Loose Ankles (1930) Review

Proof That It’s Pre-Code:

  • Gams galore. I mean, it’s called Loose Ankles, what do you expect?
  • Lots of talk of ‘compromising’ a person. As in “I just compromised their brains out.”
  • We also have someone accused of being a “lavender woman” which is an insult that really deserves a comeback.
  • We visit a speakeasy (this is a Prohibition Era flick) and lots of people drink an awful lot. There’s some drunkenness and a woman and a man wrestling on the ground, uh, mildly suggestively.
  • No one really gets punished for their drunkenness, nor when one character beats the crap out of a police officer.
  • A clown does some break dancing. Okay, that may not be Pre-Code specific, but, seriously, that’s crazy.

Danny LIKEWatching the films from the 1930’s (which I have been doing, in case you didn’t notice),I find it fascinating to observe what genres in Hollywood have survived the Darwinian struggle of the popular consciousness for the last eight decades. While nowadays old plots like “adopted son ends up becoming a crusader for justice and prosecuting his own real mother” or “gold digging woman attempts to blackmail rich man by threatening his standing” are dusty old relics, we’re still getting a ton of mileage out of plots like “spoiled heiress goes berserk” or “crazy woman killing off people who made fun of her in school”.

Today’s film is extraordinary in the sense that it one-ups that latter category: ladies and gentlemen, Loose Ankles is the stoner movie for the 1930’s, with the only minor difference being the drug of choice. This is a movie about how awesome it is to be drunk.

Which, of course, seems highly innocuous to us nowadays, given that I’m drinking a Corona and there are more bars in this town than good Italian restaurants. And, while this film was made in the waning years of Prohibition, it’s still displaying an implicitly illegal pleasure.

As such, there are tropes I’ve mentioned before of the stoner genre that creep up here: the main characters won’t grow up (they all live either off the suckle of inherited wealth or as escorts for old ladies), the villains refuse to use the demon drug, and everyone’s problem is solved by copious amounts of said drug. Replace this movie’s “wink wink punch” with a plate of pot brownie and you may as well have I Love You Alice B. Toklas or a season of “That 70’s Show.”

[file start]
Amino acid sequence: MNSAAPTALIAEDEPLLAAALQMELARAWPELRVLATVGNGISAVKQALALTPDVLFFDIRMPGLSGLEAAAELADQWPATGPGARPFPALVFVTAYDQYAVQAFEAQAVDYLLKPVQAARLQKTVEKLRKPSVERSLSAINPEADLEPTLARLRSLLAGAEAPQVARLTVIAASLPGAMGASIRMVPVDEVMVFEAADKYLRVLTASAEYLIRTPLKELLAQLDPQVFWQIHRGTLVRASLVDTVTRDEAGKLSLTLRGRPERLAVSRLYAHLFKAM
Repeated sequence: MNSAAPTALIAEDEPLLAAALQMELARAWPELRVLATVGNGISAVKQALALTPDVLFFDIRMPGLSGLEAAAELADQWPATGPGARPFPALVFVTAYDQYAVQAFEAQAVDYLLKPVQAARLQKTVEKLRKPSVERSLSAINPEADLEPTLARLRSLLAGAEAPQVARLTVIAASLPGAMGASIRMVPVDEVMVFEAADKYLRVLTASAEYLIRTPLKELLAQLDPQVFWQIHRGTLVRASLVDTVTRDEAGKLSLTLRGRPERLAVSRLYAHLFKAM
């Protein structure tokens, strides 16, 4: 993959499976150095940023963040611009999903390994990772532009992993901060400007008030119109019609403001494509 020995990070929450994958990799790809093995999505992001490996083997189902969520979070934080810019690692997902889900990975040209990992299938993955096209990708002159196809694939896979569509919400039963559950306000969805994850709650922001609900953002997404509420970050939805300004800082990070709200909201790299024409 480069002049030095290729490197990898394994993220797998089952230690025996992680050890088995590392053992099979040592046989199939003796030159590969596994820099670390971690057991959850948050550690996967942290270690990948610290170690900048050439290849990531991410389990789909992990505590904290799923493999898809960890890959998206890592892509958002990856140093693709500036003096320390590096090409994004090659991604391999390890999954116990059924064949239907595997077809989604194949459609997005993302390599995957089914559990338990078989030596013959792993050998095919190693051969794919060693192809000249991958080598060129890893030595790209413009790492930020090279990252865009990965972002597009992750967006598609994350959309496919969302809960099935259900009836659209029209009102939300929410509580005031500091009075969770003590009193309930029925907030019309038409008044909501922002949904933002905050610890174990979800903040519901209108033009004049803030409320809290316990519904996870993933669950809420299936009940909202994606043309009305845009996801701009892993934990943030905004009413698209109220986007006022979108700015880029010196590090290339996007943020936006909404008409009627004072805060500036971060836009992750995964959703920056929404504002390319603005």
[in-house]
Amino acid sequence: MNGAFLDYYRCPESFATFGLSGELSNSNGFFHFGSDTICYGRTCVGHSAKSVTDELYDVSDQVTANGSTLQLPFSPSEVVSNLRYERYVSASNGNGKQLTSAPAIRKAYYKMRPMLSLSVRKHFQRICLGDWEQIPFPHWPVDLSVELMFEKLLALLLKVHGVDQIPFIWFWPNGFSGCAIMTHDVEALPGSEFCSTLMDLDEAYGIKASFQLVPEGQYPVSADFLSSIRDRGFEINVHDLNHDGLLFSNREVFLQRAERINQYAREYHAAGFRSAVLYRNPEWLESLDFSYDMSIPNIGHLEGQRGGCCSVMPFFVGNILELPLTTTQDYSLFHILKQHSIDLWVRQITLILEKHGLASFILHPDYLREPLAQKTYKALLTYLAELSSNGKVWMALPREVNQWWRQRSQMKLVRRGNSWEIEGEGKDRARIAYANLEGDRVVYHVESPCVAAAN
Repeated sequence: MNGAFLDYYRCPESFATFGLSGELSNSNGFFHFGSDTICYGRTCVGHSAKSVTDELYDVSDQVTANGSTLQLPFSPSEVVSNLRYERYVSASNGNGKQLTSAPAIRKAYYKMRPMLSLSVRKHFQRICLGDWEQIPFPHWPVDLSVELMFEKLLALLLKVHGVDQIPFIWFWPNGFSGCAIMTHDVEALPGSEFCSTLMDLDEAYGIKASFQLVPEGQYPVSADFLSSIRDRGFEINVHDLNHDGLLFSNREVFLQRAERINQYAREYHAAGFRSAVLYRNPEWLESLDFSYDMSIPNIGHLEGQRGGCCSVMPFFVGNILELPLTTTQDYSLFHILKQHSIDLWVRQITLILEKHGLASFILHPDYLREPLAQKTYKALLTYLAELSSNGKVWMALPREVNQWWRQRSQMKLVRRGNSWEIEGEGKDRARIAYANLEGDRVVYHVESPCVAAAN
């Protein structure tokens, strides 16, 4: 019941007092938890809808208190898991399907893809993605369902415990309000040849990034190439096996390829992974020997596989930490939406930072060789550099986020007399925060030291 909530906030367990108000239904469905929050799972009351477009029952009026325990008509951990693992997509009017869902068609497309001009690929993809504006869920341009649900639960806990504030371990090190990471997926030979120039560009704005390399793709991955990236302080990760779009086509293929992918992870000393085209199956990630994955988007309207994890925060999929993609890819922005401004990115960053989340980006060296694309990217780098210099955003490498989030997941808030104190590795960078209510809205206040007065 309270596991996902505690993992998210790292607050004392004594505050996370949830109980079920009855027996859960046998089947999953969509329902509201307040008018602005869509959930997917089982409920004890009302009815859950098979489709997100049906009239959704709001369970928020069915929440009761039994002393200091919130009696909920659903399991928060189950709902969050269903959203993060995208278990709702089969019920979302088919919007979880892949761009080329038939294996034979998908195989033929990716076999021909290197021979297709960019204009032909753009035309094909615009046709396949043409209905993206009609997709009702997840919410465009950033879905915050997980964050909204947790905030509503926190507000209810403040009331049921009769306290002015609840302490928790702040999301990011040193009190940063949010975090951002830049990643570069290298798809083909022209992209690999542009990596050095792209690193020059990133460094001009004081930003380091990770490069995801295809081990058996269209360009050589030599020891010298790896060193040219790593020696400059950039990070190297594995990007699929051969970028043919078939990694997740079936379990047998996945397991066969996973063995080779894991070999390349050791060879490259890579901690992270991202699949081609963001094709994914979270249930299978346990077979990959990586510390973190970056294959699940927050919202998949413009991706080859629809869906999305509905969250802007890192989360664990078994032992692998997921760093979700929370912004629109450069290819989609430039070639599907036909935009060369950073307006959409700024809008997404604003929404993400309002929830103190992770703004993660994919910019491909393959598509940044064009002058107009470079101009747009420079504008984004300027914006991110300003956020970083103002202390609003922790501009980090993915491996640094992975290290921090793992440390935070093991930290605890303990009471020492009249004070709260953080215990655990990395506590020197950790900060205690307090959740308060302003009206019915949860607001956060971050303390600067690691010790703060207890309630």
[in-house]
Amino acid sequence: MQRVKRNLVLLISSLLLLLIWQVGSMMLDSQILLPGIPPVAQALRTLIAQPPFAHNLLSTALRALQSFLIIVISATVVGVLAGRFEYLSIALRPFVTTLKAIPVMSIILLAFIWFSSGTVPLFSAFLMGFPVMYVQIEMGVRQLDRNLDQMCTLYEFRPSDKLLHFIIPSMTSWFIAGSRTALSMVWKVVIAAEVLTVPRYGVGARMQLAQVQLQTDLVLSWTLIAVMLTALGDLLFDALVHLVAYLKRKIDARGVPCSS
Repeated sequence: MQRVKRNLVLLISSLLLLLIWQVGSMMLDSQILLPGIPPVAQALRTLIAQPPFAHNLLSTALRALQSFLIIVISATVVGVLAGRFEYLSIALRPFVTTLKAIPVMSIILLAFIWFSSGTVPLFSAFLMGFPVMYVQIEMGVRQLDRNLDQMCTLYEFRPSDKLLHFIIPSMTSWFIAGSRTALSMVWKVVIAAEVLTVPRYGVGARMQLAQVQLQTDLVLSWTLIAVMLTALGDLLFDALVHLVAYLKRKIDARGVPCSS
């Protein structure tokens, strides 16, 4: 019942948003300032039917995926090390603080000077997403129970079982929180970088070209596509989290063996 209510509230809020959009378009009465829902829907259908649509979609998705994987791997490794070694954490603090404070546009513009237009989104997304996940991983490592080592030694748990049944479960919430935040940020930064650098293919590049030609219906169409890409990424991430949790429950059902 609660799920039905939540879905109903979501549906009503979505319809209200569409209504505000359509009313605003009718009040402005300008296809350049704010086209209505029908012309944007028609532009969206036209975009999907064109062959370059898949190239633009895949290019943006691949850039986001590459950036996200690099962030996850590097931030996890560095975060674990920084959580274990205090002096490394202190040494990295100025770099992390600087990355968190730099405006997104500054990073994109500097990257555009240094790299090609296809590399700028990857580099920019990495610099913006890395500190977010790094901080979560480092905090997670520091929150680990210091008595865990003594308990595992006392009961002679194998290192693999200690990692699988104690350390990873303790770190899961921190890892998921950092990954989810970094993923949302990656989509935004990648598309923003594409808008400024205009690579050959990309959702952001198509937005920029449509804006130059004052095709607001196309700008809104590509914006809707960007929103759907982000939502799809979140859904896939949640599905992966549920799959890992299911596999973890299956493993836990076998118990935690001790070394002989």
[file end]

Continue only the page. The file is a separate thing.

There are also the tropes of a romantic comedy that are also amazingly prescient: our straitlaced heroine and uptight hero are both flanked by a number of wacky cohorts who more or less push them into situations leading to their romantic infatuations.

“Wanted: one young man. Must be young, good looking, and unscrupulous.”

Lose Ankles stars Loretta Young (who I’ve run into a couple of times before) and Douglas Fairbanks Jr. as the romantic couple that come together when Young decides she needs a scandal to deprive her wealthy family of an egregious amount of more wealth. He’s the college boy whose escort friends pressure into taking this one little job, and soon he’s told that it’s time to start compromising.

“What type of compromising have you done before: plain or fancy?”
“… Both.”

Young’s character, despite being world weary, has no idea how to actually compromise a man and must rely on her maid, Agnes for advice. This is one of the funniest scenes in the film, as Agnes, with a certain amount of glee advises Young how to remove his clothing piece by piece, eventually resulting in a big pair of scissors to the trousers.

Some meddling relatives bust in and interrupt this charming tet a tet, and soon Fairbanks is running across town in a woman’s robe avoiding the police. Young’s only clue to his identity is a ticket for big show at a local speakeasy later that evening, and soon every character, whether they intend to raid the bar or preserve Young’s virginity or just get drunk off their asses, make their way there.

Don’t make me bust out the picture of the woman dressed up as a lioness dancing with the ringleader or the clowns break dancing. It’s intense.

As you can see from the picture above, this bar is insane. This may be the most visually insane speakeasy I’ve seen in a film, as it looks like it has a cast of hundreds all performing heavily choreographed numbers in an inconspicuous building in the heart of New York City.

I’ll go ahead and note that there’s probably a disconnect here from reality.

There’s a lot of wrap up, and one of the things I like is that the movie spends most of its time lingering on the characters who are being funny and not who, one assumes, the plot should be hanging on at any given point. And I swear that sentence makes perfect sense to me.

In the resolution, as relationships are finally sorted out, we do get one gem of a line to help speed things along:

“You don’t have to understand. That’s one of the advantages of being dumb!”

It’s good to know some things don’t change. Which you’ll notice when watching Loose Ankles, since, besides the pervading sense of mischievous fun, there’s the feeling that once again the villainization of alcohol in the early decades of the last century so closely mimic the ways we still treat marijuana today. This film should be an important reminder for anyone who needs reaffirmation that the moral crusades of yesteryear are the joke of today.

And, apparently, how the moral crusades of yesteryear were also the joke of yesteryear.


Danny lives outside Tokyo, Japan, with his lovely wife, adorable daughter, and two yappy dogs. He blogs bi-weekly at pre-code.com, a website dedicated to Hollywood films from 1930 to 1934, and can be found on Twitter @PreCodeDotCom.

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